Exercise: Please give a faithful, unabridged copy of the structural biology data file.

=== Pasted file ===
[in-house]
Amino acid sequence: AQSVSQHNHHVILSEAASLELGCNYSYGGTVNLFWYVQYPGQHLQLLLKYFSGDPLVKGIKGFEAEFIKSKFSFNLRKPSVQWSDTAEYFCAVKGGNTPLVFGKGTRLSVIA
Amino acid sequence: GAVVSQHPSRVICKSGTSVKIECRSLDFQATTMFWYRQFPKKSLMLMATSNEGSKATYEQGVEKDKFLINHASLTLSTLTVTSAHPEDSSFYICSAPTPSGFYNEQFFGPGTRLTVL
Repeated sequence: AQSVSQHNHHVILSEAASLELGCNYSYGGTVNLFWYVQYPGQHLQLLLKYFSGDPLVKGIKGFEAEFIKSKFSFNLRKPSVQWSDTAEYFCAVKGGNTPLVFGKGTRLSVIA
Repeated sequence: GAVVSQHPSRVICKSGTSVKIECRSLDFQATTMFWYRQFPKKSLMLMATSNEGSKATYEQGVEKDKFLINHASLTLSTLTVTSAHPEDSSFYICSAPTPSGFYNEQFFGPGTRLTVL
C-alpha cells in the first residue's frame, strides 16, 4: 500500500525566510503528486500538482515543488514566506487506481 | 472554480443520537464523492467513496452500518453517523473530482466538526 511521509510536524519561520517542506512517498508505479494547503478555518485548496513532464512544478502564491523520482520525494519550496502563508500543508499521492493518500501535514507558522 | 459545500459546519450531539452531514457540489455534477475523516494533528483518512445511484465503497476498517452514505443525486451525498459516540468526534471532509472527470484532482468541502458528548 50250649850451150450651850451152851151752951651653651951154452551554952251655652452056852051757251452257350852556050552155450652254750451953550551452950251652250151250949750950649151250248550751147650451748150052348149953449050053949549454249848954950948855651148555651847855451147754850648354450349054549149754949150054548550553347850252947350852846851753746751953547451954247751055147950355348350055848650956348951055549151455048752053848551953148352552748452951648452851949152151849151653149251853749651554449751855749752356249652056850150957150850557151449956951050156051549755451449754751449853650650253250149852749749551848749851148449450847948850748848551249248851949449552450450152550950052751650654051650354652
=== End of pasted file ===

[in-house]
Amino acid sequence: AQSVSQHNHHVILSEAASLELGCNYSYGGTVNLFWYVQYPGQHLQLLLKYFSGDPLVKGIKGFEAEFIKSKFSFNLRKPSVQWSDTAEYFCAVKGGNTPLVFGKGTRLSVIA
Amino acid sequence: GAVVSQHPSRVICKSGTSVKIECRSLDFQATTMFWYRQFPKKSLMLMATSNEGSKATYEQGVEKDKFLINHASLTLSTLTVTSAHPEDSSFYICSAPTPSGFYNEQFFGPGTRLTVL
Repeated sequence: AQSVSQHNHHVILSEAASLELGCNYSYGGTVNLFWYVQYPGQHLQLLLKYFSGDPLVKGIKGFEAEFIKSKFSFNLRKPSVQWSDTAEYFCAVKGGNTPLVFGKGTRLSVIA
Repeated sequence: GAVVSQHPSRVICKSGTSVKIECRSLDFQATTMFWYRQFPKKSLMLMATSNEGSKATYEQGVEKDKFLINHASLTLSTLTVTSAHPEDSSFYICSAPTPSGFYNEQFFGPGTRLTVL
C-alpha cells in the first residue's frame, strides 16, 4: 500500500525566510503528486500538482515543488514566506487506481 | 472554480443520537464523492467513496452500518453517523473530482466538526 511521509510536524519561520517542506512517498508505479494547503478555518485548496513532464512544478502564491523520482520525494519550496502563508500543508499521492493518500501535514507558522 | 459545500459546519450531539452531514457540489455534477475523516494533528483518512445511484465503497476498517452514505443525486451525498459516540468526534471532509472527470484532482468541502458528548 50250649850451150450651850451152851151752951651653651951154452551554952251655652452056852051757251452257350852556050552155450652254750451953550551452950251652250151250949750950649151250248550751147650451748150052348149953449050053949549454249848954950948855651148555651847855451147754850648354450349054549149754949150054548550553347850252947350852846851753746751953547451954247751055147950355348350055848650956348951055549151455048752053848551953148352552748452951648452851949152151849151653149251853749651554449751855749752356249652056850150957150850557151449956951050156051549755451449754751449853650650253250149852749749551848749851148449450847948850748848551249248851949449552450450152550950052751650654051650354652